The Fellowship of the Ring
J. R. R. Tolkien
Frodo woke and found himself lying in bed. At first he thought that he had slept late, after a long unpleasant dream that still hovered on the edge of memory. Or perhaps he had been ill? But the ceiling looked strange; it was flat, and it had dark beams richly carved. He lay a little while longer looking at patches of sunlight on the wall, and listening to the sound of a waterfall.
“Where am I, and what is the time?” he said aloud to the ceiling. “In the House of Elrond, and it is ten o’clock in the morning.” said a voice. “It is the morning of October the twenty-fourth, if you want to know.”
“Gandalf!” cried Frodo, sitting up. There was the old wizard, sitting in a chair by the open window.
“Yes,” he said, “I am here. And you are lucky to be here, too, after all the absurd things you have done since you left home.” Frodo lay down again. He felt too comfortable and peaceful to argue, and in any case he did not think he would get the better of an argument. He was fully awake now, and the memory of his journey was returning: the disastrous “short cut” through the Old Forest the “accident” at The Prancing Pony; and his madness in putting on the Ring in the dell under Weathertop. While he was thinking of all these things and trying in vain to bring his memory down to his arriving in Rivendell, there was a long silence, broken only by the soft puffs of Gandalf’s pipe, as he blew white smoke-rings out of the window.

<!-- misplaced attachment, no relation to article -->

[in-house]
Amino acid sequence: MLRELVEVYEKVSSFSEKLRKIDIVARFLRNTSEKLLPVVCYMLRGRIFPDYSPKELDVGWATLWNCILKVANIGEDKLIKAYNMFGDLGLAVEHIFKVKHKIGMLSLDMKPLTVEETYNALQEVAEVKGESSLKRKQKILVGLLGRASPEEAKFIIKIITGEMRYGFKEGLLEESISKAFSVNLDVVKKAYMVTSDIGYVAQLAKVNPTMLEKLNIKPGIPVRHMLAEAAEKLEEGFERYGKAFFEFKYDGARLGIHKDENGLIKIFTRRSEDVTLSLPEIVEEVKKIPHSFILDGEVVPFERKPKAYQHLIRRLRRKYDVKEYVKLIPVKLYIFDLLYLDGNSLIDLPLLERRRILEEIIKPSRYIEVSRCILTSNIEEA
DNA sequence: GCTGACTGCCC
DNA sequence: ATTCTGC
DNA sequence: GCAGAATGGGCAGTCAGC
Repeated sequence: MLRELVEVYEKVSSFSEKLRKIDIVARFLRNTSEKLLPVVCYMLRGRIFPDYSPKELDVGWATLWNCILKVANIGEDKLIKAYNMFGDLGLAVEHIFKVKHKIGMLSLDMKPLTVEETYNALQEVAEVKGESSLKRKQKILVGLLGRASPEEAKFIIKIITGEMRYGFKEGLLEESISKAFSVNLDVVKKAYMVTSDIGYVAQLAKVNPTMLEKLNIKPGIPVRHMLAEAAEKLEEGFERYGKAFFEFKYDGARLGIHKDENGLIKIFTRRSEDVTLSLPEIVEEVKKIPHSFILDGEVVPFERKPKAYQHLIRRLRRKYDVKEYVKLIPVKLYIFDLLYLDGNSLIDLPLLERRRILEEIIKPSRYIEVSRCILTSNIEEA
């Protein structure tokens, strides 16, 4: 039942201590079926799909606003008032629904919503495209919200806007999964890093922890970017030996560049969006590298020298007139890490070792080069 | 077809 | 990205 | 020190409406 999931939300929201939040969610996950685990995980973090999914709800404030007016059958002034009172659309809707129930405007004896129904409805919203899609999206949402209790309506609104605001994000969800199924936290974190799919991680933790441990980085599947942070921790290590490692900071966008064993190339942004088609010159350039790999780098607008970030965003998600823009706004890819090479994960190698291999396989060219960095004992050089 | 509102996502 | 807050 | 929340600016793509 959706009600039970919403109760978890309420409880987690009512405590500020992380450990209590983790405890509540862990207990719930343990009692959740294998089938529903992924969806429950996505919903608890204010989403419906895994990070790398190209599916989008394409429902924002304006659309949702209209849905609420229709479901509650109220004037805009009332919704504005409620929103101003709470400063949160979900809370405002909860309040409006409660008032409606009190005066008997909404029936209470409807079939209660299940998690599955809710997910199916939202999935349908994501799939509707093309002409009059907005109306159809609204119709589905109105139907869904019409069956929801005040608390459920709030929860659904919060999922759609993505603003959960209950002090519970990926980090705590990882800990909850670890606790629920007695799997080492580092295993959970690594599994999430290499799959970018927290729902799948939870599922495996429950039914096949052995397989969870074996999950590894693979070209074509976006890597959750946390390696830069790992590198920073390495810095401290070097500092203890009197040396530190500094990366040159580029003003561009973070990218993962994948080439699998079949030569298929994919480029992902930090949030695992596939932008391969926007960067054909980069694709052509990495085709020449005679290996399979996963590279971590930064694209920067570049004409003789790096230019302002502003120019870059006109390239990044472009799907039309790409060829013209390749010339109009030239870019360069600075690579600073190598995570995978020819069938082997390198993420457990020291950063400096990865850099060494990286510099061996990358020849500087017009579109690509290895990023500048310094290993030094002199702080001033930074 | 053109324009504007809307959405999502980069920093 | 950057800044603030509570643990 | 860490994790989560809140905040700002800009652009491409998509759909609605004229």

“Where’s Sam?” Frodo asked at length. “And are the others all right?”
“Yes, they are all safe and sound,” answered Gandalf. “Sam was here until I sent him off to get some rest, about half an hour ago.”
“What happened at the Ford?” said Frodo. “It
all seemed so dim somehow; and it still does.”
“Yes, it would. You were beginning to fade,” answered Gandalf. “The wound was overcoming you at last. A few more hours and you would have been beyond our aid. But you have some strength in you, my dear hobbit! As you showed in the Barrow. That was touch and go: perhaps the most dangerous moment of all. I wish you could have held out at Weathertop.”
“You seem to know a great deal already,” said Frodo. “I have not spoken to the others about the Barrow. At first it was too horrible; and afterwards there were other things to think about. How do you know about it?”
“You have talked long in your sleep, Frodo,” said Gandalf gently, “and it has not been hard for me to read your mind and memory. Do not worry! Though I said “absurd” just now, I did not mean it. I think well of you – and of the others. It is no small feat to have come so far, and through such dangers, still bearing the Ring.”
“We should never have done it without Strider,” said Frodo. “But we needed you. I did not know what to do without you.”
“I was delayed,” said Gandalf, “and that nearly proved our ruin. And yet I am not sure; it may have been better so.”
“I wish you would tell me what happened!”
“All in good time! You are not supposed to talk or worry about anything today, by Elrond’s orders.”
“But talking would stop me thinking and wondering, which are quite as tiring,” said Frodo. “I am wide awake now, and I remember so many things that want explaining. Why were you delayed? You ought to tell me that at least.”
“You will soon hear all you wish to know,” said Gandalf. “We shall have a Council, as soon as you are well enough.